Source – .occupy.com, By Andrew Gavin Marshall
Bilderberg is an inherently technocratic institution. It brings together top “experts” and decision-makers from a number of important sectors to engage in off-the-record conversation, speaking a “common language” in order to help design and coordinate policies that more accurately represent the interests of concentrated power.
As such, Bilderberg not only serves a technocratic function, but it is also populated with a number of the world’s most influential technocrats who are members and invited guests: top officials of central banks, finance ministries, international organizations, think tanks, foundations and universities. Their participation in Bilderberg meetings provides them with a “private” forum in which to engage with the political, corporate and financial oligarchy. More concretely, Bilderberg meetings enable participants to promote the expansion and further institutionalization of technocracy. But to understand Bilderberg’s relevance to technocracy, let’s first define the concept.
What is Technocracy?
Technocracy is largely defined as “rule by experts,” or the exercise of power by “professionals.” As the Economist explained in 2011: “Technocracy was once a communist idea: with the proletariat in power, administration could be left to experts.” But the scientific management of society “was popular under capitalism too,” and the magazine noted there was even a prominent “Technocratic Movement” in the United States in the early 20th century.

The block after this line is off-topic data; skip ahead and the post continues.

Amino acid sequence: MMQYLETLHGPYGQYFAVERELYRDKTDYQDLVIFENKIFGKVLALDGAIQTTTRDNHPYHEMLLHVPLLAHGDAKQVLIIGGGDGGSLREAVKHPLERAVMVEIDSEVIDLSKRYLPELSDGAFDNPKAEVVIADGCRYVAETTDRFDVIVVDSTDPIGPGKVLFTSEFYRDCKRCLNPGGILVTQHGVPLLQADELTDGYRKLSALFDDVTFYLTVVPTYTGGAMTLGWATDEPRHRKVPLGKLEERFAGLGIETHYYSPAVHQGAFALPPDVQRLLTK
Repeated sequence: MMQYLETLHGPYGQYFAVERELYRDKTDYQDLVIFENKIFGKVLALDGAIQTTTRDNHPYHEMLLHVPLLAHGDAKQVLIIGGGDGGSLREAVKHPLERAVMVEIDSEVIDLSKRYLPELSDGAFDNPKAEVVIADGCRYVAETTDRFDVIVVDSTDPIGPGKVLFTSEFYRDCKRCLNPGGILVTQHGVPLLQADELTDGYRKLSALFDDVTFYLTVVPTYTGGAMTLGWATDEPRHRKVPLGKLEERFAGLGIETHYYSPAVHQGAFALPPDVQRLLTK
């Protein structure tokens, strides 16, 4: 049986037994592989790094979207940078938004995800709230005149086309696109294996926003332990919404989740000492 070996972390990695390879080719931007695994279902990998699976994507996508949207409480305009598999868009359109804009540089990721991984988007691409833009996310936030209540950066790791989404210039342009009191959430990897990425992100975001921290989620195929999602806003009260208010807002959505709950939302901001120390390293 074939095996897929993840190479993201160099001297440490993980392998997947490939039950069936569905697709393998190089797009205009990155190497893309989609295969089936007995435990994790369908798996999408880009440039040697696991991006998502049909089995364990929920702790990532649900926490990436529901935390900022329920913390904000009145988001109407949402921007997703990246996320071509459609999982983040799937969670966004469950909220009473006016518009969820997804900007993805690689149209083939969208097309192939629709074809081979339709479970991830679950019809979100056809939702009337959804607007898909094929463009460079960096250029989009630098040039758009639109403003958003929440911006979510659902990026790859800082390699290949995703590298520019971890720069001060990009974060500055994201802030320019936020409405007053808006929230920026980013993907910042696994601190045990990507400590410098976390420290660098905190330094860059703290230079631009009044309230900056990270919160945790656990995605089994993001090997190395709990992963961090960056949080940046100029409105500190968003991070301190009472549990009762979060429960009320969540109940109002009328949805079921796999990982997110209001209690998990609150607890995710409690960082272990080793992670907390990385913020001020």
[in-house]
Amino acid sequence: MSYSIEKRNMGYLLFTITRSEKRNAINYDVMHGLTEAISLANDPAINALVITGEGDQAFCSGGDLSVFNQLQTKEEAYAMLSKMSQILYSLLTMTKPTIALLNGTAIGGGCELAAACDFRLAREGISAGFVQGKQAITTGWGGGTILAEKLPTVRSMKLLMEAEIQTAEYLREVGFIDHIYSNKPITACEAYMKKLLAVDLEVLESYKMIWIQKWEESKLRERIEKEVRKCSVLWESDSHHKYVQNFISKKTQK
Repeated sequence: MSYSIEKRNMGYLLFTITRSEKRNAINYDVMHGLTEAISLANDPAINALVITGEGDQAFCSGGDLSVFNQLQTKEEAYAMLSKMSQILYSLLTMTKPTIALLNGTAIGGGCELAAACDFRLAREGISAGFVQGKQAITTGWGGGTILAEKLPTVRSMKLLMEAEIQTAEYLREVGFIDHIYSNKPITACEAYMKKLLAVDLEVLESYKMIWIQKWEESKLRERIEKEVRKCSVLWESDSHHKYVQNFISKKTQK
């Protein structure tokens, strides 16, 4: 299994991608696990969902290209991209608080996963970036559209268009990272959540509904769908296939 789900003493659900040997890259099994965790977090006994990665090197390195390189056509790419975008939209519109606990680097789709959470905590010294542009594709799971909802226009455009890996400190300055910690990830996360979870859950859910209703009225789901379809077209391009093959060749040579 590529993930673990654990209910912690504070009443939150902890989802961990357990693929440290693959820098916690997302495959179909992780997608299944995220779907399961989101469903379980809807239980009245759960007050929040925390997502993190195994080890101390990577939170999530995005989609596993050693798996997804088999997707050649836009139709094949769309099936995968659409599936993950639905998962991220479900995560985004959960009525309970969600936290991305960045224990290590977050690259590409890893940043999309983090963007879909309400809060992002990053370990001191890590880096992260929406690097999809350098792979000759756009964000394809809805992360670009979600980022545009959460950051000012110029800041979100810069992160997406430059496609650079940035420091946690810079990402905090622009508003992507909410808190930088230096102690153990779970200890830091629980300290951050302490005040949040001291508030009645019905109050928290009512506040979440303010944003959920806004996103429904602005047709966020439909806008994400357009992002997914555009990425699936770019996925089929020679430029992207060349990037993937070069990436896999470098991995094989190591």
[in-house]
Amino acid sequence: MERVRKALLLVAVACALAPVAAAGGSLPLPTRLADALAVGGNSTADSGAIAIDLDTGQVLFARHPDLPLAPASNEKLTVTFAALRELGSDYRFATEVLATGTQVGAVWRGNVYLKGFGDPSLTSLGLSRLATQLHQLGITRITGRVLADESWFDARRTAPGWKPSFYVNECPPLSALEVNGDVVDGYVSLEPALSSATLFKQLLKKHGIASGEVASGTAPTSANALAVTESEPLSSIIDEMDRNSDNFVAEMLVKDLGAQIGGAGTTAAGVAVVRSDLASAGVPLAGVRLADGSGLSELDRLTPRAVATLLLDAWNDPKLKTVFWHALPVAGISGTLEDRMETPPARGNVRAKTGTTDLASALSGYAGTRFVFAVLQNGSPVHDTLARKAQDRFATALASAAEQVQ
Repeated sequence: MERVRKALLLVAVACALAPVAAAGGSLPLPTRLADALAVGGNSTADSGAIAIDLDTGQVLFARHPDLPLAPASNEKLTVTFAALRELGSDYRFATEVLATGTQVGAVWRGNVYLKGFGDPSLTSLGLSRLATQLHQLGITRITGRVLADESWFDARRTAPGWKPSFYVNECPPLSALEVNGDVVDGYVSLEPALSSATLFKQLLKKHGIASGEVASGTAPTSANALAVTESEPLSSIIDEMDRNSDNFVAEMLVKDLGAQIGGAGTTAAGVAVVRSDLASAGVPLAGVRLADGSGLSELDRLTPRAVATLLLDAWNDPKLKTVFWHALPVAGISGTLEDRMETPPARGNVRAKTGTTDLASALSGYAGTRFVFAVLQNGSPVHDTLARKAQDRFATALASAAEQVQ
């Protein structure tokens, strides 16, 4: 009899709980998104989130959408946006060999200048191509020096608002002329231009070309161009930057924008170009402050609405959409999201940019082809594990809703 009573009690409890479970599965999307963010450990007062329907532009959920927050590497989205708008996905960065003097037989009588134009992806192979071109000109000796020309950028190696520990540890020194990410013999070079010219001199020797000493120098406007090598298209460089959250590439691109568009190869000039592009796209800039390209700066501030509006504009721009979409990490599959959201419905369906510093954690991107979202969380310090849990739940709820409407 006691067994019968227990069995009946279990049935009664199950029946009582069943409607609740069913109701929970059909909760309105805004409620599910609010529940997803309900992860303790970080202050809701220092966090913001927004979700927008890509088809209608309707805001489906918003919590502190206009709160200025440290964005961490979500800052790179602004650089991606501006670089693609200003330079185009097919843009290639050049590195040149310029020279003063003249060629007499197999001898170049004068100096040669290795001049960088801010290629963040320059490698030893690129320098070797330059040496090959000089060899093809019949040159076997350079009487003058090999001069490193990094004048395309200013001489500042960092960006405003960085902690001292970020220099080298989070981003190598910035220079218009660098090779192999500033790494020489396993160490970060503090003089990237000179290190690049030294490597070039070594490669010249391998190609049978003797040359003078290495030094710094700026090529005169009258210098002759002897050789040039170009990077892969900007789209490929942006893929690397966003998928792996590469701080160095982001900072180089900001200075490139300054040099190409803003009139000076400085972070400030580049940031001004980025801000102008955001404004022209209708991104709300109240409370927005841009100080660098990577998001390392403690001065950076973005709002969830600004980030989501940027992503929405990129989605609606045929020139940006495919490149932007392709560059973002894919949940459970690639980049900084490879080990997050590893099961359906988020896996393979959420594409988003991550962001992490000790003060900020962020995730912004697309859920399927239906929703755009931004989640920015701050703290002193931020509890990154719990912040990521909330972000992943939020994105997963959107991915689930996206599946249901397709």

The late 19th and early 20th century witnessed rapid industrialization, new oligarchies, mass migration, revolution, a clash of empires between old and new, emerging technologies and inventions, expanded literacy, new energy sources and novel forms of communication and transportation. It was an age of oligarchs and unrest. Many of the most powerful societies turned to technocracy to help manage the great transitions of the era. As the oligarchs sought to maintain their influence by institutionalizing it within society, they also while sought to manage the expectations and interests of the population: by engaging in social engineering with the objective of maintaining social control, or what the ruling class called “stability.”
Capitalist, Communist (or State-Socialist) and Fascist societies turned to technocracy and the rule of experts to transform the structure of modern civilization through a “scientific management” of human society – where oligarchic power is legalized and institutionalized, and the population gives its consent, or is at least its obedience, to the ruling structure.
The Chinese Communist Party and state is largely ruled by unelected technocrats, as are several military dictatorships and one-party states. On occasion, even Western “democratic” nations become ruled by unelected technocrats, though as the Economist noted, “only for a short time” and “in unusual circumstances.”
Recent examples include the imposition of technocratic governments in Italy and Greece, in late 2011 when democratically elected leaders were removed from power and replaced with economists and central bankers. Another recent example was in Ukraine, where, following the removal of the more pro-Russian president, the management of the government was handed to a former central banker.